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Melvil Dewey

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Melvil Dewey
President of the American Library Association
In office
May 1892 – 1893
Preceded byWilliam Isaac Fletcher
Succeeded byJosephus Nelson Larned
In office
1890 – July 1891
Preceded byFrederick Morgan Crunden
Succeeded bySamuel Swett Green
Personal details
Melville Louis Kossuth Dewey

December 10, 1851 (1851-12-10)
Adams Center, New York, U.S.
DiedDecember 26, 1931(1931-12-26) (aged 80)
Lake Placid, Florida, U.S.
  • Annie R. Godfrey
    (m. 1878)
  • Emily McKay Beal
    (m. 1924)
ChildrenGodfrey Dewey
Alma materAmherst College (AB, MA)
Known forDewey Decimal Classification

Melville Louis Kossuth "Melvil" Dewey (December 10, 1851 – December 26, 1931) was an influential American librarian and educator, inventor of the Dewey Decimal system of library classification, a founder of the Lake Placid Club, and a chief librarian at Columbia University. He was also a founding member of the American Library Association. Although Dewey's contributions to the modern library are widely recognized, his legacy is marred by allegations of sexual harassment, racism, and antisemitism.

Education and personal life[edit]

Dewey was born on December 10, 1851, in Adams Center, New York, the fifth and last child of Joel and Eliza Greene Dewey. He attended rural schools and determined early on that his destiny was to reform the education of the masses.[1] He briefly attended Alfred University (1870),[2] then Amherst College, where he belonged to Delta Kappa Epsilon, and from which he earned a bachelor's degree in 1874 and a master's degree in 1877.[3]

While still a student, he founded the Library Bureau, which sold high-quality index-cards and filing-cabinets, and established the standard dimensions for catalog cards.[4]

As a young adult, he advocated spelling reform; he changed his name from the usual "Melville" to "Melvil", without redundant letters, and for a time changed his surname to "Dui."[5]

From 1883 to 1888 he was chief librarian at the Columbia University Libraries. During his time as director of the New York State Library (1888–1906), Dewey established a program of traveling libraries. From 1888 to 1900, he served as secretary and executive officer of the University of the State of New York.[6]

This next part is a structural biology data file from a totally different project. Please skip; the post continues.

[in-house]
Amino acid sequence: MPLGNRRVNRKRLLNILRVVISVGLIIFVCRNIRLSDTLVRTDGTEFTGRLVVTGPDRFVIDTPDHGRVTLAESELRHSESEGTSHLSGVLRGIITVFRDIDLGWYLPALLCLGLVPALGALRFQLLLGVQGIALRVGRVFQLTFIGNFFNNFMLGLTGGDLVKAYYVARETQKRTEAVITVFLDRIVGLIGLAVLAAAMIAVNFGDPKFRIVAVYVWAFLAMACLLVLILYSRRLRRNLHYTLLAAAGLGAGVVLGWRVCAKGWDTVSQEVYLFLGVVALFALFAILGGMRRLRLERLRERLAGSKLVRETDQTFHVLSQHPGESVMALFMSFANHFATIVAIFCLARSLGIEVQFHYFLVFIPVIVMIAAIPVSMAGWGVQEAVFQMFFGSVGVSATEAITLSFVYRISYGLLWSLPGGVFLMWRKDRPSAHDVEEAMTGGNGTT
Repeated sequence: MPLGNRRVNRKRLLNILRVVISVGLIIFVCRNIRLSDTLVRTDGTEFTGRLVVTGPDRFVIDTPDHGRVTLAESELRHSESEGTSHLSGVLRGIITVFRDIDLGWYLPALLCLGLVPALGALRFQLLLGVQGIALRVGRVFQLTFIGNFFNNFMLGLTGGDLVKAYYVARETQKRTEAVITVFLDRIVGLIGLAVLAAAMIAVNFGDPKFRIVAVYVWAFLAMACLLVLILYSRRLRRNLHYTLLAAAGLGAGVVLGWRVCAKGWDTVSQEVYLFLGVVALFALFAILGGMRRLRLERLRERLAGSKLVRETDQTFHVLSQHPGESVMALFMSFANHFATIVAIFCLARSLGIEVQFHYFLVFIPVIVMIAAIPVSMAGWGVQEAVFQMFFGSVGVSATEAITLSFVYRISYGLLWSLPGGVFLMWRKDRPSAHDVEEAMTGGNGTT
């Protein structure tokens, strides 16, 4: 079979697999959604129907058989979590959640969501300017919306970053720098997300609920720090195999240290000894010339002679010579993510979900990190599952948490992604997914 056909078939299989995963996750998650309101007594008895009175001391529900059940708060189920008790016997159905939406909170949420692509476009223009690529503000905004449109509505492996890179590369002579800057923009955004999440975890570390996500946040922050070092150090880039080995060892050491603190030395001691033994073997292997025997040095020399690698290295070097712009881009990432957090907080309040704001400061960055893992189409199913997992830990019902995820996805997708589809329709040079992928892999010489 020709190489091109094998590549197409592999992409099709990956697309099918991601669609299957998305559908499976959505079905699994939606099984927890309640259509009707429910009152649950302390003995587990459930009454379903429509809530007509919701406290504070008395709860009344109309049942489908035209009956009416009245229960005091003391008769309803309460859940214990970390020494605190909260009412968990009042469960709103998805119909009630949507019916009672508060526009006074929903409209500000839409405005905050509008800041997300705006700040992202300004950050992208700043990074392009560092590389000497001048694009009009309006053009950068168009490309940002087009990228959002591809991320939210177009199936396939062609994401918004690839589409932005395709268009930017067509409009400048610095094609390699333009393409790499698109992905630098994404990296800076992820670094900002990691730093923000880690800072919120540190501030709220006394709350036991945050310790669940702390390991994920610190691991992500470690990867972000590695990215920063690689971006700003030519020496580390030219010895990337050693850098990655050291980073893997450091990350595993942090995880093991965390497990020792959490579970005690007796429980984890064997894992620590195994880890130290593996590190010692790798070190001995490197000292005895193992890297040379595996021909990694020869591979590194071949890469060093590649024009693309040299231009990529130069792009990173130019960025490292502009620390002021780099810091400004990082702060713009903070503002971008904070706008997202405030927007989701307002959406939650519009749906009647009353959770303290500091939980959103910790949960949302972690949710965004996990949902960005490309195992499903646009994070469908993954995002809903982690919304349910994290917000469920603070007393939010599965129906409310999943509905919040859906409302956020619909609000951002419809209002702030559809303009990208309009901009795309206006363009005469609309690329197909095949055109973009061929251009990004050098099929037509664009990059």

In 1895, Dewey founded the Lake Placid Club with his wife Annie. He and his son Godfrey had been active in arranging the Winter Olympics, which took place at Lake Placid—he chaired the New York State Winter Olympics Committee. In 1926, he went to Florida to establish a new branch of the Lake Placid Club.[7]

Dewey married twice, first to Annie R. Godfrey and then to Emily McKay Beal.[7] He and his first wife had one child, Godfrey. Dewey became a member of the American Library Association's Hall of Fame in 1951.[citation needed]

He died of a stroke in Lake Placid, Florida.[7]


Dewey pioneered American librarianship[8] and was an influential figure in the development of libraries in America in the late 19th and early 20th century.[9] He is best known for the decimal classification system that many public and school libraries use. Among his other innovations was the idea of a state library operating as the state's school and public library services controller.[10] In Boston, Massachusetts, he founded the Library Bureau, a private company "for the definite purpose of furnishing libraries with equipment and supplies of unvarying correctness and reliability."[11] Its investigative unit, devoted to studying the best practices of library loss-management, circulation and data retention, recovered 3,000 books in its first year of existence.[12]

Dewey's Library Bureau company is also said to have introduced hanging vertical files, first seen at the Columbian Exposition of 1893 in Chicago.[13] In 1905, Dewey established the American Library Institute, which was an organization conceived to provide for the investigation, study, and discussion of issues within the field of library theory and practice.[14]

Dewey Decimal Classification[edit]

Spine labels of The New Encyclopaedia Britannica, showing Dewey Decimal Classification call numbers (030=Encyclopedias)